Warning: This post contains major spoilers for 'The Last Jedi.' Read at your own risk.
Luke Skywalker holds a light-saber, its light glittering green. A dark-haired boy lies asleep at his feet. Skywalker searches within the youth's mind, finding to his horror that the child has turned to the Dark Side. In a moment of weakness, Skywalker determines that the best way to rid the Force of this incumbent threat is to murder the boy. Before he can do it, he comes to his senses, planning to walk away. But by then it is too late. Waking to find his master standing over him, holding a light saber and wanting to end his life, Ben Solo fights his way free and escapes. He burns down Luke's Jedi Temple, taking apprentices vulnerable to the Dark Side with him and killing the others. Skywalker admits that the last time he saw Ben, he looked into the eyes of a frightened boy.
Luke misjudged Ben. Over the course of 'The Last Jedi,' it becomes clear that Ben's choice had not been made. He was conflicted, and remains conflicted still. In assuming Ben was evil and needed to be snuffed out, Luke causes him to turn to the Dark Side. To Ben's mind, if his own master, the person who is supposed to represent light, turns against him, what is the point of goodness? If he does not have faith in Ben, why should Ben have faith in him?
In a later scene, Kylo Ren (as Ben Solo now styles himself) sees Luke and orders that every gun in his army be trained on "that man." He blasts him with everything he has, rage radiating off him in waves. When Luke still does not die, Ren comes out to face him himself. He spits out that he hopes Luke hasn't come to say that he "forgives him" and hopes to "save his soul." Luke says that he has not come for that, instead admitting that he failed Ben.
These scenes resonated strongly with me as a post Bais Yaakov girl. Longtime readers of this blog are aware that I attended a Bais Yaakov school. At this point in my life, I recognize the complexity of my experience there. As a teacher, I realize that most of the teachers were ill-equipped to deal with me or my questions, were juggling multiple roles, and couldn't always correctly read my motivations. Part of that has to do with me as a teenager - opinionated and unafraid to show it. Certainly, there were times when I could have been more respectful, more deferential, where I could have chosen my words more precisely. At the same time, the way I was treated was and remains unacceptable. They were adults, and I was fifteen. Fifteen!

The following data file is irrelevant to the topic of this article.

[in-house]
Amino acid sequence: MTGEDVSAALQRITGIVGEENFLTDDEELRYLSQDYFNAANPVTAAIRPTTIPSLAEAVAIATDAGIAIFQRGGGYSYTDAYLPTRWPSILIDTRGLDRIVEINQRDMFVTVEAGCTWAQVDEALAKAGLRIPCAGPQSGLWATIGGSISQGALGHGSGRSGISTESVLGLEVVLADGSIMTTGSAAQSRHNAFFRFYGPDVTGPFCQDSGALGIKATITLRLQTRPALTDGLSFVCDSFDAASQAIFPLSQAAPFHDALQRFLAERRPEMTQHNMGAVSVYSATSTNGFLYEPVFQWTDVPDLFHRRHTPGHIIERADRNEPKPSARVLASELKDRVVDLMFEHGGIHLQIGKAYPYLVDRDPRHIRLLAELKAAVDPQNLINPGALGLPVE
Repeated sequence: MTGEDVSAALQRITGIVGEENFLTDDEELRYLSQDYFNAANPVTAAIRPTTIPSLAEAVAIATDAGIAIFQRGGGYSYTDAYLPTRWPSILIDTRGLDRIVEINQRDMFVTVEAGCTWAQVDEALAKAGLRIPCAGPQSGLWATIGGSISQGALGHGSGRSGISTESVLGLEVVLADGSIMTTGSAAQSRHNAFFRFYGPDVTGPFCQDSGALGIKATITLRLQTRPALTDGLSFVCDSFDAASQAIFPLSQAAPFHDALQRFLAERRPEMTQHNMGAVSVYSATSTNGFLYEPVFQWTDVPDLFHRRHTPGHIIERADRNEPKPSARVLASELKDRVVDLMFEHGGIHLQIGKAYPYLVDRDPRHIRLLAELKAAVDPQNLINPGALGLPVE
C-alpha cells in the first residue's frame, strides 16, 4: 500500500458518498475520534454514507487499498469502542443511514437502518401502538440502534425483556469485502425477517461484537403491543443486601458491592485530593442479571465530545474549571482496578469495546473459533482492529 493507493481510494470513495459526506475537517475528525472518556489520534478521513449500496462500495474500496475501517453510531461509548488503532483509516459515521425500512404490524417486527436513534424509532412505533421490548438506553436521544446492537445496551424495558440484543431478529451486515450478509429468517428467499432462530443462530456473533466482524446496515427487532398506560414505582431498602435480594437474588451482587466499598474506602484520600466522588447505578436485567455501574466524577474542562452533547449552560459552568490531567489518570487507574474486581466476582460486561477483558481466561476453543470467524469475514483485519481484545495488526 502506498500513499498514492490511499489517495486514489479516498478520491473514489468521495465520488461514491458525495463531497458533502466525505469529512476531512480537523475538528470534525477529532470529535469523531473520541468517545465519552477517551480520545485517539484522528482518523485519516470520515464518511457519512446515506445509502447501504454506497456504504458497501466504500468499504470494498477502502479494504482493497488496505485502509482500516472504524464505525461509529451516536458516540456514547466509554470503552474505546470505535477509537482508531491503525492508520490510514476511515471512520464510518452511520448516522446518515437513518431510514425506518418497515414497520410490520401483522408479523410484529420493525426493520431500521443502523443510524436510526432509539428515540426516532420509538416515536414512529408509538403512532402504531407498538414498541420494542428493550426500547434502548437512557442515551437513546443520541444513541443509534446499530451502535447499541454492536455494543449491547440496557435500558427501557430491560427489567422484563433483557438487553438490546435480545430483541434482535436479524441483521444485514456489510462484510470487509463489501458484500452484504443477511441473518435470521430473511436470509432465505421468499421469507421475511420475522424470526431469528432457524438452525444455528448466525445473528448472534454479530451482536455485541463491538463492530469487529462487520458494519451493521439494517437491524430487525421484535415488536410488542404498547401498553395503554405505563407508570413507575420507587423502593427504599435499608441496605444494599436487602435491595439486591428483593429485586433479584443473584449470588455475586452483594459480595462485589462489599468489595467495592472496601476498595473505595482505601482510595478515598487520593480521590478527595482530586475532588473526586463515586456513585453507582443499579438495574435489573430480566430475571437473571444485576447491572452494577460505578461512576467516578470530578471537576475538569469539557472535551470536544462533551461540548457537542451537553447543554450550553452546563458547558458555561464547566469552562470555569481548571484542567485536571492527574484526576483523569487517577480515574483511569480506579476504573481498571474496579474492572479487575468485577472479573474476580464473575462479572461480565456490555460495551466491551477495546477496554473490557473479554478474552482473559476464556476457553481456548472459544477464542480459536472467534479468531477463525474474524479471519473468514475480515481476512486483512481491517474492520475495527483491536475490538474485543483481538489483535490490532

Kylo Ren and his rage? I recognize that. I felt that. And at that time, if I had been given the opportunity to smite down all the people who harmed me, to blast them with every gun in my arsenal, I would have taken it. And even then, it wouldn't have healed the hurt inside me.
Many of my teachers did not look for the good in me. Instead, they passed judgment. They told me I was "speaking apikorsus and krum." They passed on their misconceptions rather than checking to hear my side of the story. An administrator sided with a teacher, who was lying, over me, who was telling the truth. A rabbi told me he "was not mekabel" my story.
There are people who wonder what makes people leave religion. It is exactly what made Ben Solo turn into Kylo Ren. There are those who assume they know us in our entirety, and determine that we are bad. They claim to stand for what is good and right, and yet it is these supposedly good people who betray us. This happens for different reasons. Malice. Ignorance. Fear. Maybe the person holds a lightsaber over our heads while we sleep. And maybe the person tells us that we are the problem, the ones who need therapy and are unstable. When in truth, they are the ones hurting us.
The judgment passed on us? It doesn't come from a place of goodness. There are people who set themselves up as being good, and we see they are not good. So of course we'll throw our lot in with whatever they aren't, whatever does not represent them. Maybe we'll find goodness there. At the very least, we'll find acceptance.
When I watch Ben Solo turn into Kylo Ren, I watch a part of my story.
I hope that in future installments, we'll see Kylo Ren develop. I hope we'll see him recognize that just because Luke wronged him doesn't mean the entire Jedi way, and the quest to achieve balance, is wrong. But that's a long and hard journey, and the odds are not in Ren's favor.
I'll hope anyway.
Thank you for sharing this! What an outstanding parallel to point out. You have given me much to think about as a teacher.
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